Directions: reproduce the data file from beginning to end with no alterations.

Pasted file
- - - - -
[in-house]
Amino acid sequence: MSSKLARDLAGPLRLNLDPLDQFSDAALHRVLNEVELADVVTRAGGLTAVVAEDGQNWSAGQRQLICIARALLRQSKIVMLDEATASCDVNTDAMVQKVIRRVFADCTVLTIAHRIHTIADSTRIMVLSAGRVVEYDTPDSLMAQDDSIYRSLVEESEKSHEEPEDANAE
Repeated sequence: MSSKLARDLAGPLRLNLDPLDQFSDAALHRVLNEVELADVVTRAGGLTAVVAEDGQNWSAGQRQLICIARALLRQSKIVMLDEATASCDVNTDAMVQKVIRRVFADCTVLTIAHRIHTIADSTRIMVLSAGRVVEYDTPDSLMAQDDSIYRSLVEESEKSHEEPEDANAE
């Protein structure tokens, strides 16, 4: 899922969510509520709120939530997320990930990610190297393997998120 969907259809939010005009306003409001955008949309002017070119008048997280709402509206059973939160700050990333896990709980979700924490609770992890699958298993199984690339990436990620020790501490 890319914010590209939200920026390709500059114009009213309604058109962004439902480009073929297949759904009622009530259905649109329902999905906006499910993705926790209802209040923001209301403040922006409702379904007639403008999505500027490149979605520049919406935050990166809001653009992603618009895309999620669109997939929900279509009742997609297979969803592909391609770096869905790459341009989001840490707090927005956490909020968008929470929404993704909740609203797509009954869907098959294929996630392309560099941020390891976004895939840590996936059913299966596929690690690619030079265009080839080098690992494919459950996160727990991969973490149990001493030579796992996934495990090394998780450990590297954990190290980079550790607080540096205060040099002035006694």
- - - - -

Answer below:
[in-house]
Amino acid sequence: MSSKLARDLAGPLRLNLDPLDQFSDAALHRVLNEVELADVVTRAGGLTAVVAEDGQNWSAGQRQLICIARALLRQSKIVMLDEATASCDVNTDAMVQKVIRRVFADCTVLTIAHRIHTIADSTRIMVLSAGRVVEYDTPDSLMAQDDSIYRSLVEESEKSHEEPEDANAE
Repeated sequence: MSSKLARDLAGPLRLNLDPLDQFSDAALHRVLNEVELADVVTRAGGLTAVVAEDGQNWSAGQRQLICIARALLRQSKIVMLDEATASCDVNTDAMVQKVIRRVFADCTVLTIAHRIHTIADSTRIMVLSAGRVVEYDTPDSLMAQDDSIYRSLVEESEKSHEEPEDANAE
């Protein structure tokens, strides 16, 4: 899922969510509520709120939530997320990930990610190297393997998120 969907259809939010005009306003409001955008949309002017070119008048997280709402509206059973939160700050990333896990709980979700924490609770992890699958298993199984690339990436990620020790501490 890319914010590209939200920026390709500059114009009213309604058109962004439902480009073929297949759904009622009530259905649109329902999905906006499910993705926790209802209040923001209301403040922006409702379904007639403008999505500027490149979605520049919406935050990166809001653009992603618009895309999620669109997939929900279509009742997609297979969803592909391609770096869905790459341009989001840490707090927005956490909020968008929470929404993704909740609203797509009954869907098959294929996630392309560099941020390891976004895939840590996936059913299966596929690690690619030079265009080839080098690992494919459950996160727990991969973490149990001493030579796992996934495990090394998780450990590297954990190290980079550790607080540096205060040099002035006694």